“Ah, but it is hard to find this track of the divine in the midst of this life we lead, in this besotted humdrum age of spiritual blindness, with its architecture, its business, its politics, its men! How could I fail to be a lone wolf, and an uncouth hermit, as I did not share one of its aims nor understand one of its pleasures? I cannot remain for long in either theater or picture-house. I can scarcely read a paper, seldom a modern book. I cannot understand what pleasures and joys they are that drive people to the overcrowded railways and hotels, into the packed cafés with the suffocating and oppressive music, to the Bars and variety entertainments, to World Exhibitions, to the Corsos. I cannot understand nor share these joys, though they are within my reach, for which thousands of others strive. On the other hand, what happens to me in my rare hours of joy, what for me is bliss and life and ecstasy and exaltation, the world in general seeks at most in imagination; in life it finds it absurd. And in fact, if the world is right, if this music of the cafes, these mass enjoyments and these Americanised men who are pleased with so little are right, then I am wrong, I am crazy.”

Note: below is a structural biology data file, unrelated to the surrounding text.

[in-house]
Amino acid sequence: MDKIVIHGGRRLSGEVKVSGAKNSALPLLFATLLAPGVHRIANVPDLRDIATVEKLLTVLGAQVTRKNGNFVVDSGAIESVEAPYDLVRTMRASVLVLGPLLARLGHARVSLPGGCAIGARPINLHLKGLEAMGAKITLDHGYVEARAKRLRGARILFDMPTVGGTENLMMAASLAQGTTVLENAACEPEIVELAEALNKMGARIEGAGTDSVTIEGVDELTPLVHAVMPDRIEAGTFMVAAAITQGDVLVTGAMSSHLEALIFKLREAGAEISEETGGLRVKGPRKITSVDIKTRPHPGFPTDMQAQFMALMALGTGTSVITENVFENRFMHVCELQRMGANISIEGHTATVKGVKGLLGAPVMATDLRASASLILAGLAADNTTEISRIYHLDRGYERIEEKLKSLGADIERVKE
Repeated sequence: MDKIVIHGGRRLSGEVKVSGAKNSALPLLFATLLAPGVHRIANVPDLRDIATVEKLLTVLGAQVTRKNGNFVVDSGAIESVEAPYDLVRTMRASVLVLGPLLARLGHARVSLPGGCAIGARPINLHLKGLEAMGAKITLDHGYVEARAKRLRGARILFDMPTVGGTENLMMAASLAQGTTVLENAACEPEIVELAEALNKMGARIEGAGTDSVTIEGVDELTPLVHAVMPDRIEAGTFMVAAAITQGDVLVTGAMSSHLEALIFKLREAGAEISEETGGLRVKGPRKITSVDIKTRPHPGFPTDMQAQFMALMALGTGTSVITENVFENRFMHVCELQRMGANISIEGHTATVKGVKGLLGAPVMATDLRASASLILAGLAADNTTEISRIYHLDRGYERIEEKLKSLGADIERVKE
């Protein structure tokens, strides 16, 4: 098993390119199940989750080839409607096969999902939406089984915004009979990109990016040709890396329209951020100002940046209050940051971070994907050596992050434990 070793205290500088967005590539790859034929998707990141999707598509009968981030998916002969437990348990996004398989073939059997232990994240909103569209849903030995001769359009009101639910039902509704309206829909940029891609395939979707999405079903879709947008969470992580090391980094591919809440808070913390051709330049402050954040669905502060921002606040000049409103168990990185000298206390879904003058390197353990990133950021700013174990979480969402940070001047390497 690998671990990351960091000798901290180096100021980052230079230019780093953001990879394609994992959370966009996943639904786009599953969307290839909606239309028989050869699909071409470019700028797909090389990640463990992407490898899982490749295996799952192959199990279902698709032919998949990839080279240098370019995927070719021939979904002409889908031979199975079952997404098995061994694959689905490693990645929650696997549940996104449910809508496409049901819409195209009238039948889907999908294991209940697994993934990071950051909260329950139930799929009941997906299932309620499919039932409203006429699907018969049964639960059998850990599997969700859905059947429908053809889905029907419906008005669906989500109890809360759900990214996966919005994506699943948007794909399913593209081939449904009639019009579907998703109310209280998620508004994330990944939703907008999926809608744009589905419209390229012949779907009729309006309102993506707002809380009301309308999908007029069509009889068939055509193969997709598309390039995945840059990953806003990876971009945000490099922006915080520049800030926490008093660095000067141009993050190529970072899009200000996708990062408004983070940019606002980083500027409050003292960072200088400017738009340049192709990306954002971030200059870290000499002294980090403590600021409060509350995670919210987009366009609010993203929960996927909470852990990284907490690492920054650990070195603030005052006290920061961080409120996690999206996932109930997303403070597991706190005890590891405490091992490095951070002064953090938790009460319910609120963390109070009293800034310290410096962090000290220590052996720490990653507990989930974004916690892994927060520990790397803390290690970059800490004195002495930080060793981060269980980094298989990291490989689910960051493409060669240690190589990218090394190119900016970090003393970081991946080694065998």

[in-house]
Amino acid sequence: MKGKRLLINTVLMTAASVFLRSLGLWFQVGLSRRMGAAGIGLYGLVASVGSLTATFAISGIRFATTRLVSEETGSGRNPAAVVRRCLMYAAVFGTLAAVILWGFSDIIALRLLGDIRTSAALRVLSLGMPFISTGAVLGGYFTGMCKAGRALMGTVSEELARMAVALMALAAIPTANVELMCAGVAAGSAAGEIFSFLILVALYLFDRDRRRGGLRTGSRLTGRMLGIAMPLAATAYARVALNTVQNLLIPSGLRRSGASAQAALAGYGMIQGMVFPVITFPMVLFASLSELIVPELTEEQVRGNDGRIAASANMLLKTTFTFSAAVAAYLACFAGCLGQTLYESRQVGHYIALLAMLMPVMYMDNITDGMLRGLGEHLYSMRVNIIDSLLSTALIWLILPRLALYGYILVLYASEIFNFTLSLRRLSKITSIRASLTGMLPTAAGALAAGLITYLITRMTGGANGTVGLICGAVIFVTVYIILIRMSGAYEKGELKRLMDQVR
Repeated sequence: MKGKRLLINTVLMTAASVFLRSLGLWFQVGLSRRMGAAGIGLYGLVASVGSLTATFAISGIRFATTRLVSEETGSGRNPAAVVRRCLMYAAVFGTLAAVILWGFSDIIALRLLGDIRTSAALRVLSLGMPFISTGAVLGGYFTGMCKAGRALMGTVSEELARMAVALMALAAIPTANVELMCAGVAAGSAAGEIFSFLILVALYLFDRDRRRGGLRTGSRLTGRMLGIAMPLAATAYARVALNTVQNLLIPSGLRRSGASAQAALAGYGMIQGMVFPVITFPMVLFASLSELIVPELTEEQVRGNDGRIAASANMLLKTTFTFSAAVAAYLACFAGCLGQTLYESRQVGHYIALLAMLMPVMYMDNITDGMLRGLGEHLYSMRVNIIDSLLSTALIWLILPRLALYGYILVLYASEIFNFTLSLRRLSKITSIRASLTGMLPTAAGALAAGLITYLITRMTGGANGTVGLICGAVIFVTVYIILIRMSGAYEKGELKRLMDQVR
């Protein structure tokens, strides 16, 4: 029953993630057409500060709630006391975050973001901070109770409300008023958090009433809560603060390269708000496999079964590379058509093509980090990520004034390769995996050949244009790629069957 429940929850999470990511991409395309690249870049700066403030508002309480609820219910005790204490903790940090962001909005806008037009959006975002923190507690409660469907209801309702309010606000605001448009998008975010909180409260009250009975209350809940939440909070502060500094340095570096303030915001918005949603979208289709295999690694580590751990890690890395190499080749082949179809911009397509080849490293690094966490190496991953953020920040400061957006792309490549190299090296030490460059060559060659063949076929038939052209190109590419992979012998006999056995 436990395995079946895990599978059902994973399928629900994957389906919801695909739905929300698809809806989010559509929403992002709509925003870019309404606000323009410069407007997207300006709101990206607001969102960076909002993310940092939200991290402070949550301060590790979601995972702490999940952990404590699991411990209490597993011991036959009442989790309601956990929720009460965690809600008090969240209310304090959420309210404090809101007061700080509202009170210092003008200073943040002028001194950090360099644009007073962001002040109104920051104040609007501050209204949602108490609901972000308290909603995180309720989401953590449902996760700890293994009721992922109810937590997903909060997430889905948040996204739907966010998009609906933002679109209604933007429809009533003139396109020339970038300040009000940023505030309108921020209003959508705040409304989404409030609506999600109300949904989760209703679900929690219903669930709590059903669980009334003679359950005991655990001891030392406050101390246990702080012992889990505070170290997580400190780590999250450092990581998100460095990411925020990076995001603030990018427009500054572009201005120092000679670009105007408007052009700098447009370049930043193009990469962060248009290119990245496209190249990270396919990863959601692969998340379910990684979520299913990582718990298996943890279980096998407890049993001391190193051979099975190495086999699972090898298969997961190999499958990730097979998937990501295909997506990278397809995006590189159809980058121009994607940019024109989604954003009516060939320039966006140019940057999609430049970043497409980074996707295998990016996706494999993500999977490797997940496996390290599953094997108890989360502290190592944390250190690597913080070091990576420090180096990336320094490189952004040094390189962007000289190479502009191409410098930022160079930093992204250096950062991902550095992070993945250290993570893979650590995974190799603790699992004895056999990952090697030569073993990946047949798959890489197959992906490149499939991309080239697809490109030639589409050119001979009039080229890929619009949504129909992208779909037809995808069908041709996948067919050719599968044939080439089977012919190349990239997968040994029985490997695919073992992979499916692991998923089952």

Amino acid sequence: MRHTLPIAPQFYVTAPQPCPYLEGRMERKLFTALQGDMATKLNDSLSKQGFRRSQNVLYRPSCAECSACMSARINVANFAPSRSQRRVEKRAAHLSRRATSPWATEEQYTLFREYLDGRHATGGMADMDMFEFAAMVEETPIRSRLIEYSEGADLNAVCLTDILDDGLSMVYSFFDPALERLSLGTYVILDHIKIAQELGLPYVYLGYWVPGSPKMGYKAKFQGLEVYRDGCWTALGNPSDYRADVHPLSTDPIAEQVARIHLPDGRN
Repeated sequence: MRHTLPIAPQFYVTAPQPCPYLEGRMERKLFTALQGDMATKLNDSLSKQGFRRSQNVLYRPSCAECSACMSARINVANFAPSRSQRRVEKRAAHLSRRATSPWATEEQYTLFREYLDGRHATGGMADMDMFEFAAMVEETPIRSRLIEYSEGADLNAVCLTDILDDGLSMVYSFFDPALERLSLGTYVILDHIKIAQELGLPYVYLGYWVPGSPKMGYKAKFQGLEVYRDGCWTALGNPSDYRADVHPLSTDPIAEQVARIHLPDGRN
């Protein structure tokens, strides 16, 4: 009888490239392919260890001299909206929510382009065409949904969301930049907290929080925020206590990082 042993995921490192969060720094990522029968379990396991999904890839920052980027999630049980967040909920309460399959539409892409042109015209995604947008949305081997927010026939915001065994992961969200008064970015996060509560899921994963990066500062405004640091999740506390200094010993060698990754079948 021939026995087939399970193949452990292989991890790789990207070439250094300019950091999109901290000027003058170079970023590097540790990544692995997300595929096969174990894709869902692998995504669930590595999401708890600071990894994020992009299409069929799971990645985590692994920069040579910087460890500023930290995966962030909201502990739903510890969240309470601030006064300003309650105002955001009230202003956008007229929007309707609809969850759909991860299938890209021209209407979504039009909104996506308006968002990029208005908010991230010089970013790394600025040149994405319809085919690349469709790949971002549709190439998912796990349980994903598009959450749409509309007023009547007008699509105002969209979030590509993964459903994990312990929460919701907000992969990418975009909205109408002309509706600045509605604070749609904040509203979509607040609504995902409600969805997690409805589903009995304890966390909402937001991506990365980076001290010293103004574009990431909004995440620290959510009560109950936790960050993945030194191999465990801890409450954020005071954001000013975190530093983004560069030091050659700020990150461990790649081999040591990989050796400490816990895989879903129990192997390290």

from pg. 35.
Hesse, Hermann. Steppenwolf. Translated by Basil Creighton et al., Bantam Books, 1969.